Montreal band looks to strike chord with Pittsburgh
Sam Roberts is a diehard follower of the Montreal Canadiens, but extends his congratulations to Penguins fans on the team's Stanley Cup victory. The Montreal native just hopes there's some energy left over in Pittsburgh for a very good rock 'n' roll band performing Friday at the 12th annual WYEP Summer Music Festival.
"We'll take all comers in the spirit of the Stanley Cup," Roberts says. "I hope the win still carries forward, and people will be in the mood to celebrate."
OK, it won't be quite like watching Max Talbot befuddle Detroit goalie Chris Osgood, or Marc-Andre Fleury's breathtaking save as time ran out in Game 7. However, the Sam Roberts Band brings no small amount of verve and energy on its new album, "Love at the End of the World." From the '50s guitar flair of the title track to the haunting "Lions of the Kalahari," Roberts and his bandmates seem intent on exploring different aspects of rock music.
There do seem to be hints of Roberts' influences on the record. "Oh Maria" sounds like Marshall Crenshaw by way of Bruce Springsteen, and "Lions of the Kalahari" has the tone of a Brian Eno-Peter Gabriel collaboration.
But similarities to other artists are only incidental.
"All of this pushing and pulling of the music in different directions has to come from a place that you're not necessarily consciously focused on why you're doing it, where it's coming from," Roberts says, "why your musical instincts are taking you in that direction at that given time. I think all of our records have been like that, in some way."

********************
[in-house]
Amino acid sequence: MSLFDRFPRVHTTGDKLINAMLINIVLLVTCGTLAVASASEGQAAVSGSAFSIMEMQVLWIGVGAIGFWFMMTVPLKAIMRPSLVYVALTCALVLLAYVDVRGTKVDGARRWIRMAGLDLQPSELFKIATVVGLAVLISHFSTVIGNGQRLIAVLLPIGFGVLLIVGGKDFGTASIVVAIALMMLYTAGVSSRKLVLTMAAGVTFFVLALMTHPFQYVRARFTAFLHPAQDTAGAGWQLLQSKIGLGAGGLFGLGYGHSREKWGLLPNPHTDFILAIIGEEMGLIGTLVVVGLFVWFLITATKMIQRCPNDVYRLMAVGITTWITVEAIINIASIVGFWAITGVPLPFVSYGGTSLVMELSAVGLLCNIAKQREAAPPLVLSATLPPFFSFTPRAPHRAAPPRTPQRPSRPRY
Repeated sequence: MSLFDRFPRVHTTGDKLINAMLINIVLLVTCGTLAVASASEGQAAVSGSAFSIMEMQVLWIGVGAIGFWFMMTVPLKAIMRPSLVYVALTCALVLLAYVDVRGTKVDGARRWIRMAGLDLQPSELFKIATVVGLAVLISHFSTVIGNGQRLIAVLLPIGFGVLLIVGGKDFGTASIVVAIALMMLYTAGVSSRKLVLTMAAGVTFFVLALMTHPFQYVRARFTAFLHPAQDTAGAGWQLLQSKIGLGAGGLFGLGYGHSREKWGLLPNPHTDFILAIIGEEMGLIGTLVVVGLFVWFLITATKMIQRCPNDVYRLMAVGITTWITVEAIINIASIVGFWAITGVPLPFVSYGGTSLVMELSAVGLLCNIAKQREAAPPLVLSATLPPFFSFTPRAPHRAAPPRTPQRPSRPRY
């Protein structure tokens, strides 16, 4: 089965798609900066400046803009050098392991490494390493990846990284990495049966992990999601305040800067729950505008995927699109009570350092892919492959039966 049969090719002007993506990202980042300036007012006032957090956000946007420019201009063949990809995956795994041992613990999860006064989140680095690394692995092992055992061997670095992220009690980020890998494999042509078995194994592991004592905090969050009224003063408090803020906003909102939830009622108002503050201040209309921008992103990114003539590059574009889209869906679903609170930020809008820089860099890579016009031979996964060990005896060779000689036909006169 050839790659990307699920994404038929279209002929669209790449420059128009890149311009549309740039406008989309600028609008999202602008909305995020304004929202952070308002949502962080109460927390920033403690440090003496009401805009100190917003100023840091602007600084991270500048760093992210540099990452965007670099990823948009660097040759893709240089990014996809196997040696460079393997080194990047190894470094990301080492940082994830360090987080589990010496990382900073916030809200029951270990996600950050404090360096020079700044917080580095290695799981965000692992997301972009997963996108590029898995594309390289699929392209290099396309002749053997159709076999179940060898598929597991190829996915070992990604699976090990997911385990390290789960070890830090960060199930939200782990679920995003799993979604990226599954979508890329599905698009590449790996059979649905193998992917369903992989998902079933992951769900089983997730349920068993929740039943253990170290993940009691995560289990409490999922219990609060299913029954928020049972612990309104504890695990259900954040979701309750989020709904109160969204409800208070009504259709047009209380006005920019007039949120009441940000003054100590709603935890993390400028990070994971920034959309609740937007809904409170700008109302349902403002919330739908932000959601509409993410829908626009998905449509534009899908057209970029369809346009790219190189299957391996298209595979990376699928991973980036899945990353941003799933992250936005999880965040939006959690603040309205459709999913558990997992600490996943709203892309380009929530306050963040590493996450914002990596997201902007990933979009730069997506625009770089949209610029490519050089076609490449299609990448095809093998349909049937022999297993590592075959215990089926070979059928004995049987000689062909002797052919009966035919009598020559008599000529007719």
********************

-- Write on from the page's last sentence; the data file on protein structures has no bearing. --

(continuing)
The difference with "Love at the End of the World" stems from where it was recorded. For previous albums, Roberts and his bandmates -- guitarist Dave Nugent, keyboard player Eric Fares, bassist James Hall and drummer Josh Trager -- traveled to distant locales to avoid the inherent distractions of recording at home in Montreal. Notably, the band recorded "Chemical City" at an old church in Byron Bay, Australia.
The birth of Roberts' first child forced the group to stay home to record the current release.
"It ended up becoming a catalyst, creatively, because of that need to re-evaluate the familiar," he says. "You look at it from a different perspective. That's a challenge in and of itself, but I think it was one of the main ingredients in the overall outcome of the record."
While the band previously left home to make albums, Roberts insists Montreal's a remarkable place to be a musician, even though the city's music scene often is overshadowed by those of its Canadian peers in Toronto and Vancouver.
"In Montreal, if you tell people you're a musician, they don't think, 'Oh, another musician,'" Roberts says. "You're just kind of allowed to do it. It doesn't mean you're going to be successful with it at all. But as a choice, it's respected, and that goes a long way to keeping the fires burning when you face those tough times, when things aren't working out."
Being from Montreal hasn't limited Roberts. This year, his band won JUNO Awards (the Canadian equivalent of a Grammy) for artist and rock album of the year. All that's left is to make inroads stateside. Despite some false starts in the United States, things feel different with "Love at the End of the World."
"Maybe this record has finally struck a chord with people," Roberts says, noting the album's increased airplay. "Maybe it's finally starting to open those doors, one by one. I think it's up to us now, in the live shows, to come down there and cement that relationship, to maintain a presence and basically not take no for an answer."Additional Information:
12th annual WYEP Summer Music Festival
Featuring: The Sam Roberts Band, Dar Willaims, the Duhks, Meeting of Important People
When: 6 p.m. Friday
Where: Schenley Plaza, Oakland
Details: 412-381-9131 or www.wyep.org
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